Breast

That portion of a wall between the floor and a window above; a defensive wall built about breast high.

breast

[brest]
(anatomy)
The human mammary gland.
(mining engineering)
In coal mines, a chamber driven in the seam from the gangway, for the extraction of coal.

breast

1. A projecting part of a wall, as at a chimney.
2. That portion of a wall between the floor and a window above.
3. The underside of a handrail, beam, rafter, or the like.

breast

symbol of nourishment and fecundity. [Ren. Art: Hall, 52]

breast

1. the front part of the body from the neck to the abdomen; chest
2. either of the two soft fleshy milk-secreting glands on the chest in sexually mature human females
3. a similar organ in certain other mammals
4. a projection from the side of a wall, esp that formed by a chimney

Breasts

(dreams)
Dreaming about breasts can have obvious sexual meaning. However, consider all of the details in your dream in order to obtain the most appropriate meaning. Breasts also represent tenderness, love, and other matters of the heart. Breastfeeding is symbolic of giving or receiving, nurturing, and sustenance. It represents motherly love as well as physical and emotional support and well being. Old dream interpretation books say that breastfeeding is a symbol of great things to come following an extended period of hard work.
References in periodicals archive ?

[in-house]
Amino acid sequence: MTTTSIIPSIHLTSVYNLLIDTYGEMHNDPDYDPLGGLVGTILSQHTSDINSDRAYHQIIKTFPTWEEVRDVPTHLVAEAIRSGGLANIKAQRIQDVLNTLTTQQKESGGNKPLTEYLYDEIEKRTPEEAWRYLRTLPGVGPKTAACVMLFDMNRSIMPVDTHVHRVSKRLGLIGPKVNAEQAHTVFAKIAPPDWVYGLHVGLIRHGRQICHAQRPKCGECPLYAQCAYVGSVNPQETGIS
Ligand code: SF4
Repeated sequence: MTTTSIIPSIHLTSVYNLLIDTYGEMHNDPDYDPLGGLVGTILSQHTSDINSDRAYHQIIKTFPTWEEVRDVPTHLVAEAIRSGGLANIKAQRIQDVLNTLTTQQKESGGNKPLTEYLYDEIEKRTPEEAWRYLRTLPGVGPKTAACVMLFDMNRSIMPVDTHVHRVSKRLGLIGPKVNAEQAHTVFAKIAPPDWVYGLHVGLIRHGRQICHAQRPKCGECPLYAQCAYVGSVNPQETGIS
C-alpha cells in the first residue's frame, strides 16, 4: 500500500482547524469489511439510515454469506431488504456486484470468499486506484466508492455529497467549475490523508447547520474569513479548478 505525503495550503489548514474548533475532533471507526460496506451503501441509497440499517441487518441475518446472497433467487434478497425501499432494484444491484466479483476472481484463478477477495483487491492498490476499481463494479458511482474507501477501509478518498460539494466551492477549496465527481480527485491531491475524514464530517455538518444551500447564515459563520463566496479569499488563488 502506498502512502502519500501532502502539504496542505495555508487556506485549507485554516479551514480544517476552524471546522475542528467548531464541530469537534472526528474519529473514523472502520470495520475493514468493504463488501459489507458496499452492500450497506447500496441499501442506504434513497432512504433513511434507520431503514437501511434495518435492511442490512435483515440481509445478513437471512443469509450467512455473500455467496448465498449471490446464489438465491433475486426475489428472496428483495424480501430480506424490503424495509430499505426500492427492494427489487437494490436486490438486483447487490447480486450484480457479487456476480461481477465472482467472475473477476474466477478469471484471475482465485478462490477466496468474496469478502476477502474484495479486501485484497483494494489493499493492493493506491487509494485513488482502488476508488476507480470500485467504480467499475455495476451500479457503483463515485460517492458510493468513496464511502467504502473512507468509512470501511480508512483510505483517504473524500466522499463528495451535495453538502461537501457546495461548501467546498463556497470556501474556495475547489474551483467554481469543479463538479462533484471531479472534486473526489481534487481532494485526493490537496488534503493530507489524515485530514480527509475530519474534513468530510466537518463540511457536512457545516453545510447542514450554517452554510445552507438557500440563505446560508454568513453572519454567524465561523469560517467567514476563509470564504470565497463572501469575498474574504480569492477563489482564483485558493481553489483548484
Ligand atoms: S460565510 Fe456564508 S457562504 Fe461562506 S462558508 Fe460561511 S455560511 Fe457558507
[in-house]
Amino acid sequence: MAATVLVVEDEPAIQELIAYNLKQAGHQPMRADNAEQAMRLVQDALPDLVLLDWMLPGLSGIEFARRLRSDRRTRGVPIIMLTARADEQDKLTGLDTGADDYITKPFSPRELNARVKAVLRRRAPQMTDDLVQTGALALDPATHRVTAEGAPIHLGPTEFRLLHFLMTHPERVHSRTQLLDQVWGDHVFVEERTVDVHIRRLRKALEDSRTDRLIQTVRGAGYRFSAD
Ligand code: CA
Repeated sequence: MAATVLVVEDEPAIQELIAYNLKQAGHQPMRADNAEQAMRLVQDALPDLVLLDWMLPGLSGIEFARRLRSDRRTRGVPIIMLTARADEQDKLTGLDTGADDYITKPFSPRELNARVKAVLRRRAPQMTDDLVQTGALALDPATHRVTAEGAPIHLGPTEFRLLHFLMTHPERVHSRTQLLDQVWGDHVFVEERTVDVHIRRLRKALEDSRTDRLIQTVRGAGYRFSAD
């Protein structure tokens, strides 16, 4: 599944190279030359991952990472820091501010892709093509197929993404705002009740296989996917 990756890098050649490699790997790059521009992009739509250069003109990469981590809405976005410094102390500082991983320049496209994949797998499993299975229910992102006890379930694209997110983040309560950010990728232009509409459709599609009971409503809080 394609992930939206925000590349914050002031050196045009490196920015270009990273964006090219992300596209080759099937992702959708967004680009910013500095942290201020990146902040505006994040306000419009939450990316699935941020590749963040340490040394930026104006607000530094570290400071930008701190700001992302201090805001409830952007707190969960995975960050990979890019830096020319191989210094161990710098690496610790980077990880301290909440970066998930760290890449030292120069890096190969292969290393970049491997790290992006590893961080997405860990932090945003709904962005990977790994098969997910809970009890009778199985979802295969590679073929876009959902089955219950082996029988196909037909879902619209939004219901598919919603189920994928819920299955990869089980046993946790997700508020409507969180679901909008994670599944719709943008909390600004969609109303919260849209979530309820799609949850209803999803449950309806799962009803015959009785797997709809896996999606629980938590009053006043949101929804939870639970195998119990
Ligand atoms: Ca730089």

Dense breast tissue makes it more difficult to detect cancer, since both lesions and dense tissue appear white on a mammogram.
Comment: Due to these data, and some assertive women's health scientists and activists, certain states now require that women found to have dense breast tissue on screening mammography be provided a letter informing them of these findings and then encouraged to follow up with their primary-care provider to discuss risk and screening guidelines.
The results of this research highlight an opportunity to further encourage awareness of dense breast tissue and empower women to take an active role in their breast health, said Dr.
These levels of parabens in human breast tissue are suggested to be from low-level dermal absorption from personal care products.
An ultrasound examination of the left thigh was consistent with mixed density breast tissue but no evidence of malignancy.
Women who have had a previous breast intervention such as surgery or biopsy generally would not be eligible for screening with the device, the agency wrote, "since this might alter the appearance of breast tissue in an ultrasound image.
But that broke with national guidelines, which warn that leaving excess breast tissue could increase the risk of the cancer returning.
Gynecomastia is observed as a proliferation of breast tissue on CT and as dense breast tissue on mammography.
0-mg doses to effectively treat fibrocystic breast disease may reveal an important role for iodine in maintaining normal breast tissue architecture and function.
While the original mammograms were performed on regular X-ray equipment that was not ideally suited for a woman's breast, their introduction gave doctors a much greater ability to view a woman's breast tissue with the goal of identifying cancerous calcifications (lumps) at an early stage.
The reconstructed images demonstrate significant tumor contrast compared with typical optical contrast in breast tissue.
This is because mammograms are not as effective in pre-menopausal women as the density of the breast tissue makes it more difficult to detect problems.